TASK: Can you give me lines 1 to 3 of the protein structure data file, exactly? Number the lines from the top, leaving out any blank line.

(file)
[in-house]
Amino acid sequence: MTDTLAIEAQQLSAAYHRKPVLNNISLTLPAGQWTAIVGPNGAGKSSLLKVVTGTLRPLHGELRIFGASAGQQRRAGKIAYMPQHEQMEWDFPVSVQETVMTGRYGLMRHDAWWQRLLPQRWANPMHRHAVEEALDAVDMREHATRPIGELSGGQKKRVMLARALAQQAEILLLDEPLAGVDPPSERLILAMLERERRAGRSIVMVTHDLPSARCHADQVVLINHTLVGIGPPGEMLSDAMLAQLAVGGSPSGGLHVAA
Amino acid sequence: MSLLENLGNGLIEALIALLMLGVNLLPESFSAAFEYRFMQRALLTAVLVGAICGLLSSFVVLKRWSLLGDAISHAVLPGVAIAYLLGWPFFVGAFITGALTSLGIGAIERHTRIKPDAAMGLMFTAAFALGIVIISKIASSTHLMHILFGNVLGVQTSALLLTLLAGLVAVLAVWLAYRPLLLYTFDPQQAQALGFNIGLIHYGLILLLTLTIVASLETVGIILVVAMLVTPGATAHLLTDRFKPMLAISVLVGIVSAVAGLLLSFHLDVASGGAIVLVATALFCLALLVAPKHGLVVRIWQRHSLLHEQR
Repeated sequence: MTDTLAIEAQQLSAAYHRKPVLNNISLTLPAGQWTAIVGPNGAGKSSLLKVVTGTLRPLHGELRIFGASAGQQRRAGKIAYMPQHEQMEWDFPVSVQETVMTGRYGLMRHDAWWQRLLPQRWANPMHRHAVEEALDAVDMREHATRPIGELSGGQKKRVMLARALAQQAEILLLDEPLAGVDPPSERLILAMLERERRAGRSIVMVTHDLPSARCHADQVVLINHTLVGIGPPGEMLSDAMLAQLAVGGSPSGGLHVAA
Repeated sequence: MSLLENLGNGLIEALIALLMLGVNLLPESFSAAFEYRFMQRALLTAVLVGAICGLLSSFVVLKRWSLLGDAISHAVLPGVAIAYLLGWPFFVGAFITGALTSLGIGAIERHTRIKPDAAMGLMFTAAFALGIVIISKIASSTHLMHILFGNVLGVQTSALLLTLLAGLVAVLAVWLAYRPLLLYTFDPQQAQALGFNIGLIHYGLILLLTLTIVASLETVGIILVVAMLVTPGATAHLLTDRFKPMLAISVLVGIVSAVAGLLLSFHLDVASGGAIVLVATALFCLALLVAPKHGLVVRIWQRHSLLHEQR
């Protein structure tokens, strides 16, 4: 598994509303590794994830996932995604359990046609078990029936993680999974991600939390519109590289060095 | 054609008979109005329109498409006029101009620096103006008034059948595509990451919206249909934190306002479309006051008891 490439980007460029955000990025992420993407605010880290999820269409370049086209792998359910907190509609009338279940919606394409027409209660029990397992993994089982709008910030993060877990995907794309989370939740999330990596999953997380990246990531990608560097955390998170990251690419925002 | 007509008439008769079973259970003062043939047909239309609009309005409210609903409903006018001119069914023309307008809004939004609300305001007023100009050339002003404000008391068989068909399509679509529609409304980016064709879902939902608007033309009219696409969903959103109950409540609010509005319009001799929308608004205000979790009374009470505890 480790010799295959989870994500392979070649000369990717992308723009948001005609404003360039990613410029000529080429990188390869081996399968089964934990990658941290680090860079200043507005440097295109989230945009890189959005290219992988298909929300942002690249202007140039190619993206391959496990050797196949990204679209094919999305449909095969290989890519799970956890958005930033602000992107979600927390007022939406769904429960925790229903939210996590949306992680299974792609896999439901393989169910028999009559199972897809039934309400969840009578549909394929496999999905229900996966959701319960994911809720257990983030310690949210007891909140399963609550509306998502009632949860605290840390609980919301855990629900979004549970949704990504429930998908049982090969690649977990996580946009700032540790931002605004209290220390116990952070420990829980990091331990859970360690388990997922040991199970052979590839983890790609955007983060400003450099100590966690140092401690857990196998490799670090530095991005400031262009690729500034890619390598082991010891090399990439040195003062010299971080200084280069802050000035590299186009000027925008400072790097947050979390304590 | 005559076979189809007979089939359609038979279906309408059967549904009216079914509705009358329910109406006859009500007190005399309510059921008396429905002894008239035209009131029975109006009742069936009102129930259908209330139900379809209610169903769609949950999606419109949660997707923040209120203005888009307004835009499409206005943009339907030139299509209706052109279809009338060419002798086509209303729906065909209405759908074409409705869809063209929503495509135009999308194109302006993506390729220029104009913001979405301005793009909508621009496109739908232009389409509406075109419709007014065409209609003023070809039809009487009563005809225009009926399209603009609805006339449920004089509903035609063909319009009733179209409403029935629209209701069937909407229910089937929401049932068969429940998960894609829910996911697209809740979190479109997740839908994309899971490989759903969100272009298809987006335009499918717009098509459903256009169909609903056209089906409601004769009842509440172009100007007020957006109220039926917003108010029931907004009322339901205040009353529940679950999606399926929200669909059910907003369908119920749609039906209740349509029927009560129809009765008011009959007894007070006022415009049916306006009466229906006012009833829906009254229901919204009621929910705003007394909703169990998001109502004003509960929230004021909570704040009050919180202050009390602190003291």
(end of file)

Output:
[in-house]
Amino acid sequence: MTDTLAIEAQQLSAAYHRKPVLNNISLTLPAGQWTAIVGPNGAGKSSLLKVVTGTLRPLHGELRIFGASAGQQRRAGKIAYMPQHEQMEWDFPVSVQETVMTGRYGLMRHDAWWQRLLPQRWANPMHRHAVEEALDAVDMREHATRPIGELSGGQKKRVMLARALAQQAEILLLDEPLAGVDPPSERLILAMLERERRAGRSIVMVTHDLPSARCHADQVVLINHTLVGIGPPGEMLSDAMLAQLAVGGSPSGGLHVAA
Amino acid sequence: MSLLENLGNGLIEALIALLMLGVNLLPESFSAAFEYRFMQRALLTAVLVGAICGLLSSFVVLKRWSLLGDAISHAVLPGVAIAYLLGWPFFVGAFITGALTSLGIGAIERHTRIKPDAAMGLMFTAAFALGIVIISKIASSTHLMHILFGNVLGVQTSALLLTLLAGLVAVLAVWLAYRPLLLYTFDPQQAQALGFNIGLIHYGLILLLTLTIVASLETVGIILVVAMLVTPGATAHLLTDRFKPMLAISVLVGIVSAVAGLLLSFHLDVASGGAIVLVATALFCLALLVAPKHGLVVRIWQRHSLLHEQR